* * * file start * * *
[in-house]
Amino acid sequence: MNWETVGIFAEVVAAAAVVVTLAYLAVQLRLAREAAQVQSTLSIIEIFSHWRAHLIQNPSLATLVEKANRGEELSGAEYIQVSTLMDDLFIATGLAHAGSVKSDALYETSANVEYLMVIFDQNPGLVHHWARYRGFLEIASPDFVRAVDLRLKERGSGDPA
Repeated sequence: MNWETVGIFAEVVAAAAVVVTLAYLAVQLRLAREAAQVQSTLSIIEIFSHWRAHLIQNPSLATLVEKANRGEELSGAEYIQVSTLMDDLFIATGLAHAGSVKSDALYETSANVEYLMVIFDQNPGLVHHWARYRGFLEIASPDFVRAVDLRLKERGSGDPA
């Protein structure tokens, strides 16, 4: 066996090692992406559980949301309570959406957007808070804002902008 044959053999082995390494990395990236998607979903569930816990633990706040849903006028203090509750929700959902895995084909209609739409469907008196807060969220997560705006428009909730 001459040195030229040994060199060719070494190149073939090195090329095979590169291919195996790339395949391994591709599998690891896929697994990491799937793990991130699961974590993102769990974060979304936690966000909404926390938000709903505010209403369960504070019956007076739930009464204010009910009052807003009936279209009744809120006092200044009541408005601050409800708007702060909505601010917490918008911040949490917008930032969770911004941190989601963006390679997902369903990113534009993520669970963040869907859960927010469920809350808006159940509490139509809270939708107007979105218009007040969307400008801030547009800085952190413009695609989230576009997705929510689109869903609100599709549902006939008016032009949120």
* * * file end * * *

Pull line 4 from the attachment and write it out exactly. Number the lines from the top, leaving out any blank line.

């Protein structure tokens, strides 16, 4: 066996090692992406559980949301309570959406957007808070804002902008 044959053999082995390494990395990236998607979903569930816990633990706040849903006028203090509750929700959902895995084909209609739409469907008196807060969220997560705006428009909730 001459040195030229040994060199060719070494190149073939090195090329095979590169291919195996790339395949391994591709599998690891896929697994990491799937793990991130699961974590993102769990974060979304936690966000909404926390938000709903505010209403369960504070019956007076739930009464204010009910009052807003009936279209009744809120006092200044009541408005601050409800708007702060909505601010917490918008911040949490917008930032969770911004941190989601963006390679997902369903990113534009993520669970963040869907859960927010469920809350808006159940509490139509809270939708107007979105218009007040969307400008801030547009800085952190413009695609989230576009997705929510689109869903609100599709549902006939008016032009949120």